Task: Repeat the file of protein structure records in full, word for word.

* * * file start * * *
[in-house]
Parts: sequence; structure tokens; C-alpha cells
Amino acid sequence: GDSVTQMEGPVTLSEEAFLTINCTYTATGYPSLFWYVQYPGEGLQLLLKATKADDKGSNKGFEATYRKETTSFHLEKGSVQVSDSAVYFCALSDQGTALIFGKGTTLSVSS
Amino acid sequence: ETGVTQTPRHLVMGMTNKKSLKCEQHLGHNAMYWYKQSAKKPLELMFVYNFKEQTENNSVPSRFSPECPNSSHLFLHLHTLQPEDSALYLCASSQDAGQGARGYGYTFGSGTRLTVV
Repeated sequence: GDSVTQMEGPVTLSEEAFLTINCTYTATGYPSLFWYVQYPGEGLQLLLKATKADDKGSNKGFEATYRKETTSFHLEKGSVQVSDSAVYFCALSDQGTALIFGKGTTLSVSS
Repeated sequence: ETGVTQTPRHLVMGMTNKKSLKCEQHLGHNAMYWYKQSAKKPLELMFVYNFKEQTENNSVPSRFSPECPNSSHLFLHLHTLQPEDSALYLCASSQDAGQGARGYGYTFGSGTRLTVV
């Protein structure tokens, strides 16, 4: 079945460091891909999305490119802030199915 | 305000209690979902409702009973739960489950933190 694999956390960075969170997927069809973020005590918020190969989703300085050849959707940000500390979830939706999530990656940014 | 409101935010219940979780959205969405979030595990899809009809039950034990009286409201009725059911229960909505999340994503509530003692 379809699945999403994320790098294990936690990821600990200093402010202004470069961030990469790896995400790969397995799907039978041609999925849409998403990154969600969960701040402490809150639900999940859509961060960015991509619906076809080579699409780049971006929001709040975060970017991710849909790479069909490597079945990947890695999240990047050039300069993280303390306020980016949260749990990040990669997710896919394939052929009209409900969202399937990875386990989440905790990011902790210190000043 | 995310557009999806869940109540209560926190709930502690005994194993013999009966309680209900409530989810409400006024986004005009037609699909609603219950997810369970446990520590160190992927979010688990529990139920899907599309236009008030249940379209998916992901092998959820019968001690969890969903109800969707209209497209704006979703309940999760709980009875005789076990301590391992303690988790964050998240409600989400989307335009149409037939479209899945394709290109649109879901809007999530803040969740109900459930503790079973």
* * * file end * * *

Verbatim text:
[in-house]
Parts: sequence; structure tokens; C-alpha cells
Amino acid sequence: GDSVTQMEGPVTLSEEAFLTINCTYTATGYPSLFWYVQYPGEGLQLLLKATKADDKGSNKGFEATYRKETTSFHLEKGSVQVSDSAVYFCALSDQGTALIFGKGTTLSVSS
Amino acid sequence: ETGVTQTPRHLVMGMTNKKSLKCEQHLGHNAMYWYKQSAKKPLELMFVYNFKEQTENNSVPSRFSPECPNSSHLFLHLHTLQPEDSALYLCASSQDAGQGARGYGYTFGSGTRLTVV
Repeated sequence: GDSVTQMEGPVTLSEEAFLTINCTYTATGYPSLFWYVQYPGEGLQLLLKATKADDKGSNKGFEATYRKETTSFHLEKGSVQVSDSAVYFCALSDQGTALIFGKGTTLSVSS
Repeated sequence: ETGVTQTPRHLVMGMTNKKSLKCEQHLGHNAMYWYKQSAKKPLELMFVYNFKEQTENNSVPSRFSPECPNSSHLFLHLHTLQPEDSALYLCASSQDAGQGARGYGYTFGSGTRLTVV
């Protein structure tokens, strides 16, 4: 079945460091891909999305490119802030199915 | 305000209690979902409702009973739960489950933190 694999956390960075969170997927069809973020005590918020190969989703300085050849959707940000500390979830939706999530990656940014 | 409101935010219940979780959205969405979030595990899809009809039950034990009286409201009725059911229960909505999340994503509530003692 379809699945999403994320790098294990936690990821600990200093402010202004470069961030990469790896995400790969397995799907039978041609999925849409998403990154969600969960701040402490809150639900999940859509961060960015991509619906076809080579699409780049971006929001709040975060970017991710849909790479069909490597079945990947890695999240990047050039300069993280303390306020980016949260749990990040990669997710896919394939052929009209409900969202399937990875386990989440905790990011902790210190000043 | 995310557009999806869940109540209560926190709930502690005994194993013999009966309680209900409530989810409400006024986004005009037609699909609603219950997810369970446990520590160190992927979010688990529990139920899907599309236009008030249940379209998916992901092998959820019968001690969890969903109800969707209209497209704006979703309940999760709980009875005789076990301590391992303690988790964050998240409600989400989307335009149409037939479209899945394709290109649109879901809007999530803040969740109900459930503790079973």